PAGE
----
Rukmani has chosen to concern herself with the talk of others, instead of choosing to do right by her own daughter. She always knew Ira was meant to be a mother, and she knows what drove Ira to prostitution. Still, she cannot bring herself to be happy or supportive of her daughter. Again, her love of Ira seems compromised, perhaps because she values her own feelings above her love for Ira.

"I am not unaware," he said quietly. "But is it not sufficient that you have the strength and I have the trust?"

"It is indeed," I said with relief. "I wanted only that you should know."

We smiled at each other in perfect understanding. (19.17)

The love between Ruku and Selvam goes beyond that of mother and son. It’s not just obedience or familial obligation that bonds them, but a real understanding of each other. This sheds some light on Selvam as a son, especially as he’s different from his brothers. Ruku admits that she doesn’t know him completely (like Ira does), but at least he sticks around. By contrast, her other sons, (whom she didn’t know completely either) took this isolation from her as a good excuse to abandon the family. Selvam, though he has grown beyond the family, still stays with his parents out of love. The kind of understanding exhibited here is good proof that not just obligation, but real love, is what makes his relationship with Ruku work.

The woman is his, his wife, not only now for this surging experience, but tomorrow and next year. She will carry his seed and he will see her fruitful, watch while day by day his child grows within her. And so he is tender and careful, and comes to her clean that their fulfillment may be rich and blessed. (20.6)

Ruku worries that since Ira has no such love, her baby and her life are not going to be as blessed as what comes of a loving partnership. Ironically, she’s thinking of her relationship with Nathan, even though she knows that Nathan has fathered two of Kunthi’s children (which he obviously hasn’t raised with the attention he’s given his other children). Love is not a given for men, and even her own beloved man has fathered two children outside the bounds of love. Ruku doesn’t think of this as she worries over Ira, but it’s something to think about in the backdrop of these thoughts.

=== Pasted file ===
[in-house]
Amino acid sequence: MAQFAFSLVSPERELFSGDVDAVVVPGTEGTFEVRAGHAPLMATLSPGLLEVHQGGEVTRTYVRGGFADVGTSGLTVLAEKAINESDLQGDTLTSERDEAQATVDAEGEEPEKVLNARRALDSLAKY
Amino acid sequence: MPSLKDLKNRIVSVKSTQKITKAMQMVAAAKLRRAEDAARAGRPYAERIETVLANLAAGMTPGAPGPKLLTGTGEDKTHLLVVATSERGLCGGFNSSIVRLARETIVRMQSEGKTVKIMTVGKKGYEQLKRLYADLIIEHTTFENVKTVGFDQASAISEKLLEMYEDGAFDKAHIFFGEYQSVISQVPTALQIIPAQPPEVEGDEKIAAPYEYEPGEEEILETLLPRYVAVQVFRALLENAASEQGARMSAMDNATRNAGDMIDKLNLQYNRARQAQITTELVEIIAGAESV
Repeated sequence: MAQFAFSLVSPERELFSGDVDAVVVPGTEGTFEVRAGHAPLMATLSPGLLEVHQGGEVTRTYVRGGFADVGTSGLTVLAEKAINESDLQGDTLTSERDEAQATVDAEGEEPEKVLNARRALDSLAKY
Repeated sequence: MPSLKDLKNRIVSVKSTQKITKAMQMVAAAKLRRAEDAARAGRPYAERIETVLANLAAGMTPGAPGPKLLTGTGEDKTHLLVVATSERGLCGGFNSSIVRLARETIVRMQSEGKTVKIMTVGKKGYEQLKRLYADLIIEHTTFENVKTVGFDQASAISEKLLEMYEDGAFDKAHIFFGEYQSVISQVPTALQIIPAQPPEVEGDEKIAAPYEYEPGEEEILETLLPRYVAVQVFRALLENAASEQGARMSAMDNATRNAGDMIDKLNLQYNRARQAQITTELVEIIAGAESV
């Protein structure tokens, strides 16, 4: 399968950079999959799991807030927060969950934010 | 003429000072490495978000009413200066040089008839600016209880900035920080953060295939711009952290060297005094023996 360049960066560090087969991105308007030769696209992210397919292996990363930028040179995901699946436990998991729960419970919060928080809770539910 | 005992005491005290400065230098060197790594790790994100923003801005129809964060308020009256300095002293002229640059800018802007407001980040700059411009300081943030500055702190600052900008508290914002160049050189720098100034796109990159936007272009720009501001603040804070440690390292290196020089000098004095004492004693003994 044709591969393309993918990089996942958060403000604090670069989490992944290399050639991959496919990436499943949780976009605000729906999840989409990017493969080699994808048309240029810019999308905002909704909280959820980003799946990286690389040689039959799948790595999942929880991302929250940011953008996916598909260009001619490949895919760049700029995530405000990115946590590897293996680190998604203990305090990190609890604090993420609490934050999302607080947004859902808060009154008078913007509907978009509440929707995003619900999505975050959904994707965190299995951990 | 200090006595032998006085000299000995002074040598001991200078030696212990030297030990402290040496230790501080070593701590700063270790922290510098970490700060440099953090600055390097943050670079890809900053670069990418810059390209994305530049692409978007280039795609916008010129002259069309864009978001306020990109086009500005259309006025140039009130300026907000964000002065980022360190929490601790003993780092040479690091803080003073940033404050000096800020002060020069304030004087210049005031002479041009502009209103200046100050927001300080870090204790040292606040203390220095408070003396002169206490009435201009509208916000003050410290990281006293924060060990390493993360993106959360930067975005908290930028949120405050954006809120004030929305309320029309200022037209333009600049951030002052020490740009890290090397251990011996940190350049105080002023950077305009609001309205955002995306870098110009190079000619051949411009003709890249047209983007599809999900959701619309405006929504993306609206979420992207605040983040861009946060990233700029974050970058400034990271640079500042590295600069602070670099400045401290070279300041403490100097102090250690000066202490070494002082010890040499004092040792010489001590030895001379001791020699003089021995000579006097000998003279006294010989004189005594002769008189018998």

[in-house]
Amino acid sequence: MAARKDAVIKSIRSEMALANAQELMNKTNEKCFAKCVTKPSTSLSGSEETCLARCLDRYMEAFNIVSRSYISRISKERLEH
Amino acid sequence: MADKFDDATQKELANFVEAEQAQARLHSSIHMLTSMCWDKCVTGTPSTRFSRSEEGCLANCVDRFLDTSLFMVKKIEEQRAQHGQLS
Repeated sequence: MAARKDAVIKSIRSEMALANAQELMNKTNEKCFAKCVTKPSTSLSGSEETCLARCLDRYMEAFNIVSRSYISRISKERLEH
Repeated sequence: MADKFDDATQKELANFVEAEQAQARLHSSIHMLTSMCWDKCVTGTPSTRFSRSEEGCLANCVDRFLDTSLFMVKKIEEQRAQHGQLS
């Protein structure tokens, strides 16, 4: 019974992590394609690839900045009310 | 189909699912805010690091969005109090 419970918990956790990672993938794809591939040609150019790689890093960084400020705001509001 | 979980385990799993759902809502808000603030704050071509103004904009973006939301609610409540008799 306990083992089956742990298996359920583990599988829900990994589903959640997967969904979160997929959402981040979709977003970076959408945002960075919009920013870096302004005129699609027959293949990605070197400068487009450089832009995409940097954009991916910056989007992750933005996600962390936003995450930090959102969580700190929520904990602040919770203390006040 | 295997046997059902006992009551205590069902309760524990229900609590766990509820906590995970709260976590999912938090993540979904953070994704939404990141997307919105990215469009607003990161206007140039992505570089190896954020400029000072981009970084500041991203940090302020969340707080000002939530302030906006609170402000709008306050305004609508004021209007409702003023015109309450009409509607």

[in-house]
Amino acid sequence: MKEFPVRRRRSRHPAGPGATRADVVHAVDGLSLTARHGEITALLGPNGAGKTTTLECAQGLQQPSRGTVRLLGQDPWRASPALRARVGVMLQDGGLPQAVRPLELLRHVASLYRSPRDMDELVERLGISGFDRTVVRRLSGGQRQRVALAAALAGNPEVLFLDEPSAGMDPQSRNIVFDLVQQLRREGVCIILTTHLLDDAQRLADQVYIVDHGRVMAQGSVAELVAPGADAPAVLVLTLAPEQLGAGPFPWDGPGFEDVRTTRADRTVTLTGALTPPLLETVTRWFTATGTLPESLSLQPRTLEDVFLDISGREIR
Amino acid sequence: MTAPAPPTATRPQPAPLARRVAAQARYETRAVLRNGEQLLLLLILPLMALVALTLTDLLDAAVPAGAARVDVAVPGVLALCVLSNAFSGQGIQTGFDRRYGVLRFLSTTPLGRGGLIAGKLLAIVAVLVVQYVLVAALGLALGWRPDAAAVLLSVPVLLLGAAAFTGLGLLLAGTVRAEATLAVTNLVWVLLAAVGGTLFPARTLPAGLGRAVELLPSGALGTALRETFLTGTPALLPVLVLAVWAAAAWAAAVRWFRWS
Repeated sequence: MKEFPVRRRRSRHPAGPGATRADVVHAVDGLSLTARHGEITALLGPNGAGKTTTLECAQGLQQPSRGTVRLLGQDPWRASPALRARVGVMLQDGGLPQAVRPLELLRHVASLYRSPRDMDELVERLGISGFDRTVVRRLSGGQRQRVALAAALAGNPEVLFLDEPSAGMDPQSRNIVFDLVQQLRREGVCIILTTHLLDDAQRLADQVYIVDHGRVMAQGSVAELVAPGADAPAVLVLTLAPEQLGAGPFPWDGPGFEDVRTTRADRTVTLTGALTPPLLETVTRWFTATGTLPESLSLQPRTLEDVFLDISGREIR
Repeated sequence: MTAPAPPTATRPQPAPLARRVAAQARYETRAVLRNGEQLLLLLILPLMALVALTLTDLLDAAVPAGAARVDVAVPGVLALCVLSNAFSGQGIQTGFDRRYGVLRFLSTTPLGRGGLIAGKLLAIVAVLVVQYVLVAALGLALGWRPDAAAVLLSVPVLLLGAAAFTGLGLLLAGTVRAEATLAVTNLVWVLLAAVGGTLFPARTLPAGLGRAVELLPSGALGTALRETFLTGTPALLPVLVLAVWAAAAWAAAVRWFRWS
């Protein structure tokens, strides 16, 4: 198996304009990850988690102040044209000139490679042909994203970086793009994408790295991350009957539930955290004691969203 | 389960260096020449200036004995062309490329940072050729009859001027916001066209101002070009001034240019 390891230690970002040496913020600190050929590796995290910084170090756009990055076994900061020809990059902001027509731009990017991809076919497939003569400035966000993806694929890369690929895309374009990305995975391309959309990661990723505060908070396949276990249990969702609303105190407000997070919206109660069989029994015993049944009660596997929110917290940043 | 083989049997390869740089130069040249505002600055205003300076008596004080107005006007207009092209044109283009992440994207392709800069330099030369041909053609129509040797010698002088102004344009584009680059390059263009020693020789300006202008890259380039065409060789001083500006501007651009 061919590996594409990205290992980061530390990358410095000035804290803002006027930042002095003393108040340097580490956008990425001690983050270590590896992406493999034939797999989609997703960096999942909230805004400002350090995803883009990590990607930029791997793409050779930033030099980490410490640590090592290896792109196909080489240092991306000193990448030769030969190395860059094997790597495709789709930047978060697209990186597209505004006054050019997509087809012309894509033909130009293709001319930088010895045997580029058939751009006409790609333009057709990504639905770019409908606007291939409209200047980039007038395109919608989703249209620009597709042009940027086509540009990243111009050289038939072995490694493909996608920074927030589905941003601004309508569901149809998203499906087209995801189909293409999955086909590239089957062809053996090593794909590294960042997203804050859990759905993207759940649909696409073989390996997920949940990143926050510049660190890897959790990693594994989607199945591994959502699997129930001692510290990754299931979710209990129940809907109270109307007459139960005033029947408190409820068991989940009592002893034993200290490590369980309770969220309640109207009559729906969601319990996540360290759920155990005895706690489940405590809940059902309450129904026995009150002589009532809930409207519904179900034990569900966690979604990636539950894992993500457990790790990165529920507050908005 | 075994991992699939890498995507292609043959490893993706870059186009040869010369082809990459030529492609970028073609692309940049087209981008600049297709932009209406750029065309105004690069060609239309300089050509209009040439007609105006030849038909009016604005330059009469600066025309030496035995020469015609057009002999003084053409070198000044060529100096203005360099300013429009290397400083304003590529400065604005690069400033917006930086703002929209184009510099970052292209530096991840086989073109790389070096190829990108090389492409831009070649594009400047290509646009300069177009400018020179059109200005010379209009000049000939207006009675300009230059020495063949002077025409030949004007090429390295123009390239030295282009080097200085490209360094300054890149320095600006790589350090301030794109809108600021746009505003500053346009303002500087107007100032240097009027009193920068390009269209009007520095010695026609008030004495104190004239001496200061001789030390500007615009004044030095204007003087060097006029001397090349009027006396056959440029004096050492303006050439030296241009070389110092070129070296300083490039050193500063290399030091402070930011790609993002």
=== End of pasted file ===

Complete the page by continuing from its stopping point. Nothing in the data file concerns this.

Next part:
"Would you hold me when my time is come? I am at peace. Do not grieve." "If I grieve," I said "it is not for you, but for myself, beloved, for how shall I endure without you, who are my love and my life?" "You are not alone," he said "I live in my children." (29.9)

Ruku’s love for Nathan is overwhelming. After most of their family has left them, and they’ve been forced to abandon their home, it’s only reasonable that she should think of him as her only anchor in the world. Nathan’s words here are a bit suspect. Of their seven children, three have disappeared, two are dead, and one has ruined her life as a prostitute. Nathan’s comment should give us pause. We might wonder whether he only says it to comfort his wife (and doesn’t believe it), or whether his love for his children and his family (in spite of everything that’s happened) is still deep enough that he’s willing to feel good that they are all he has as a legacy.

"My son," I said. "We adopted him, your father and I."

"You like tired and hungry," Ira said, taking his arm. "Come with me and rest, I will prepare the rice." (30.5)

Ira eases the situation of Puli’s acceptance by being her usual loving self. That Ira takes him in immediately is another mark of her incredible emotional generosity (which is actually in stark contrast to her mother’s attitude towards her). Ruku hesitated to accept Sacrabani, and even didn’t want to sign on to taking care of Puli, but Ira will unhesitatingly love all children. Her gentle love promises to be an important part of holding the family together.